While thousands of union workers and their supporters protested outside the Michigan Capitol Tuesday, Governor Rick Snyder signed into law two bills that dramatically limit labor rights.
“This isn’t about us versus them. This about Michiganders,” Snyder said at a news conference in which he announced signing the legislation.
However, the events unfolding outside and inside the Capitol couldn’t have contradicted his statement more sharply. A very real ideological battle is occurring in Michigan right now between labor and the forces that wish to destroy the power of collective bargaining.
From the first rumblings of a potential protest within the Capitol, law enforcement officials have made it very clear they don’t intend to allow Michigan to become another Wisconsin, and police donning riot gear and armed with tear gas canisters, pepper spray and batons patrolled the corridors, determined to prevent a similar occupation to the one that lasted in the Wisconsin Capitol for nearly three weeks. (photo by @JeffRae)
State Police officials confirmed that one of their troopers used pepper spray on a protester (the AP bizarrely reports the pepper spray was used to “calm the protester”), and even though police claim the man “grabbed a trooper,” he wasn’t arrested. Two other people were arrested after they reportedly tried to force their way into another building on the grounds where Snyder has offices.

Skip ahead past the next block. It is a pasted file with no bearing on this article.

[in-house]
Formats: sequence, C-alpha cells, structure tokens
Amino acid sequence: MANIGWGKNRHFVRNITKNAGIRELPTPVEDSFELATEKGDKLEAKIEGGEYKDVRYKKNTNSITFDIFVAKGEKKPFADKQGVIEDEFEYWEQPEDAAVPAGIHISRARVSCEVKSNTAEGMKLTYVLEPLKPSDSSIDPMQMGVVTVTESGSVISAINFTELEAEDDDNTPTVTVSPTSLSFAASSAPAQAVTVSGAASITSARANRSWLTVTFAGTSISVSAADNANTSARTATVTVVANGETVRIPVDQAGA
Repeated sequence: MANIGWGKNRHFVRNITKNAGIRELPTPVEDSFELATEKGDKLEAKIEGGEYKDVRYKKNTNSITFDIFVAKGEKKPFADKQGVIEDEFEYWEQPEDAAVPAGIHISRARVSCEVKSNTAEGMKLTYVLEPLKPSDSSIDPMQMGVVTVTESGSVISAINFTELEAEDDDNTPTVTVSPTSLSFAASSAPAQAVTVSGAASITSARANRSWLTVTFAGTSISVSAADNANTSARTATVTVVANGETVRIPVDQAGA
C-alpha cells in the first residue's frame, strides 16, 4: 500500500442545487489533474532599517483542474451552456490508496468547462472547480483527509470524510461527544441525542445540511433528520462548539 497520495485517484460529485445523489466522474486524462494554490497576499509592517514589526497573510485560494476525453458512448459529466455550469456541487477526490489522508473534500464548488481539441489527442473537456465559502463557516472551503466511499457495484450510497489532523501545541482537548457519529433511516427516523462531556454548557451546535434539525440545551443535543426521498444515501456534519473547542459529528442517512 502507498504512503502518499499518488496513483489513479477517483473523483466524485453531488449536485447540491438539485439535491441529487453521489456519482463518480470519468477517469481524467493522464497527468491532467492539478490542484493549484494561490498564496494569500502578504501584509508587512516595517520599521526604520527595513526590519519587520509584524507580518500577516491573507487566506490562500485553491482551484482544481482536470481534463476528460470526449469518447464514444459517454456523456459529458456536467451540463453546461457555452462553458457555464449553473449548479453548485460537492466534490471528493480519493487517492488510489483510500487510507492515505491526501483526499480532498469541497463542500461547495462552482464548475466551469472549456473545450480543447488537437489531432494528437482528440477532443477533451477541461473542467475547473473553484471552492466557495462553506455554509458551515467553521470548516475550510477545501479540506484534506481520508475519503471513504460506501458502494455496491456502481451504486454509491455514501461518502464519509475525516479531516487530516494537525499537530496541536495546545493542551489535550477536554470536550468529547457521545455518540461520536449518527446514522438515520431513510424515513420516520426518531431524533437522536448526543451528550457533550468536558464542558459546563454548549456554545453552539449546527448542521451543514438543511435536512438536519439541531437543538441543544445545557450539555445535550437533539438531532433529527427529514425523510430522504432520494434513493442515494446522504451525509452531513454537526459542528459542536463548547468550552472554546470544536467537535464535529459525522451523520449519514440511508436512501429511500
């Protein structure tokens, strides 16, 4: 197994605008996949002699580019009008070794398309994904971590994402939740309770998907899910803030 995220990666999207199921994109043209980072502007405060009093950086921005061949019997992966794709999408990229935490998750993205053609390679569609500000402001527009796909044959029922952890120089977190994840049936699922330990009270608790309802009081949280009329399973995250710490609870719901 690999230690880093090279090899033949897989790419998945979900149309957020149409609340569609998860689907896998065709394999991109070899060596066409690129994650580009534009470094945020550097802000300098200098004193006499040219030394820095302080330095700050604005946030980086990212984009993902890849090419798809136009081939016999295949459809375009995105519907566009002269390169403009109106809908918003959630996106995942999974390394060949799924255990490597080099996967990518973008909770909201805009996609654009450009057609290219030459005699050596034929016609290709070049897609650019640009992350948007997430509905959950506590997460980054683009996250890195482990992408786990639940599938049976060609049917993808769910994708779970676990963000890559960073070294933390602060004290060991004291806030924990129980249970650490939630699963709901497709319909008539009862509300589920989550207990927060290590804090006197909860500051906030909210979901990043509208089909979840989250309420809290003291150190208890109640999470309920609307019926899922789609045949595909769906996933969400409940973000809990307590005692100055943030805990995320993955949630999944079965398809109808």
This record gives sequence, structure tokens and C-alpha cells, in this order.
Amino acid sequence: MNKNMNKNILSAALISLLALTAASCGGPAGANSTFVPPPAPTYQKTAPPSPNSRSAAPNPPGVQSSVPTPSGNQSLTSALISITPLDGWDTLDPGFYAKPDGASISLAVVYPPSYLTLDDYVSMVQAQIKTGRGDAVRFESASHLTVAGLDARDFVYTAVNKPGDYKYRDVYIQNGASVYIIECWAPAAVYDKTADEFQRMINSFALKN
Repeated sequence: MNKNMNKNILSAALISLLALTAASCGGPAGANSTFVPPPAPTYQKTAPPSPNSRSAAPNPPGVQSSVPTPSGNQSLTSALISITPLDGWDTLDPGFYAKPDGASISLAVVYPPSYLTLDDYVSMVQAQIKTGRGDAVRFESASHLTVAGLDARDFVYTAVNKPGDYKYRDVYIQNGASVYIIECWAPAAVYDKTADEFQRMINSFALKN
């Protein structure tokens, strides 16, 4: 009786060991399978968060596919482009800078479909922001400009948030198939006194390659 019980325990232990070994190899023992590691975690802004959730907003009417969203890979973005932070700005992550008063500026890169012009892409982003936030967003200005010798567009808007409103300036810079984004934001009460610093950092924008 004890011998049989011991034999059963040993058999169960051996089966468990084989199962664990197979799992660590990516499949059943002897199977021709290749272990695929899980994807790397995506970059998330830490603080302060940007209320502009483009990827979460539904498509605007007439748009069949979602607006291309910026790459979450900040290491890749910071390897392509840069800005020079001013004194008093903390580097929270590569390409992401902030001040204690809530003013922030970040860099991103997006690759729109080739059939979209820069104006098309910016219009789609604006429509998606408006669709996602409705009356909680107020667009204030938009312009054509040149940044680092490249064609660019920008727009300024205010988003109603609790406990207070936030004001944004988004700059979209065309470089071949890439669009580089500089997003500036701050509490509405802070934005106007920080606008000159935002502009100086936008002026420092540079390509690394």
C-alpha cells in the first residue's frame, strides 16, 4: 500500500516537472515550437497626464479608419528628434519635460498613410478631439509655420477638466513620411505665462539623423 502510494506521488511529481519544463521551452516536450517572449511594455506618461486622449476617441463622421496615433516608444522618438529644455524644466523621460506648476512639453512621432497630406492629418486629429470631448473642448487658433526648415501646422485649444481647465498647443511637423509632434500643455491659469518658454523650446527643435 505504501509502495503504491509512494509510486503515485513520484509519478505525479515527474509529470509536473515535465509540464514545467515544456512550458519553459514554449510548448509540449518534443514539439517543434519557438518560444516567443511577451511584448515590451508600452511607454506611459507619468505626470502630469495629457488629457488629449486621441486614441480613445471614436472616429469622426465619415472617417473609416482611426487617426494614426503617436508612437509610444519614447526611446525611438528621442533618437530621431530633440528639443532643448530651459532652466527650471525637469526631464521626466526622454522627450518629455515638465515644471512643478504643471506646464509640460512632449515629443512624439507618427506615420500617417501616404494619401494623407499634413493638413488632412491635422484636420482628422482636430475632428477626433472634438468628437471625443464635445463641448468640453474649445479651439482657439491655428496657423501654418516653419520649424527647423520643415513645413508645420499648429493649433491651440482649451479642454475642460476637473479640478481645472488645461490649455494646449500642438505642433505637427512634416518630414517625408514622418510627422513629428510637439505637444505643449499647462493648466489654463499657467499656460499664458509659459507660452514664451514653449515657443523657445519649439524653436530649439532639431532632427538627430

Mark Schauer, a Democrat who previously represented the state in the US House, told Lansing news services MIRS that he was pepper-sprayed in a separate incident while protesting.[…]
“Unfortunately while people were exercising their first amendment rights, I among them got pepper sprayed by police officers,” Schauer said in a MIRS video. “We were not endangering the building in any way but we wanted to make sure, since the Republicans have not provided for any public hearings or opportunities for people to speak on these bills, that they can hear how the people really feel. Unfortunately, some of us are paying a price for it.”
Mounted police rode into a crowd of protesters and used the bodies of their horses to push the crowd back as the protesters booed and screamed at the police.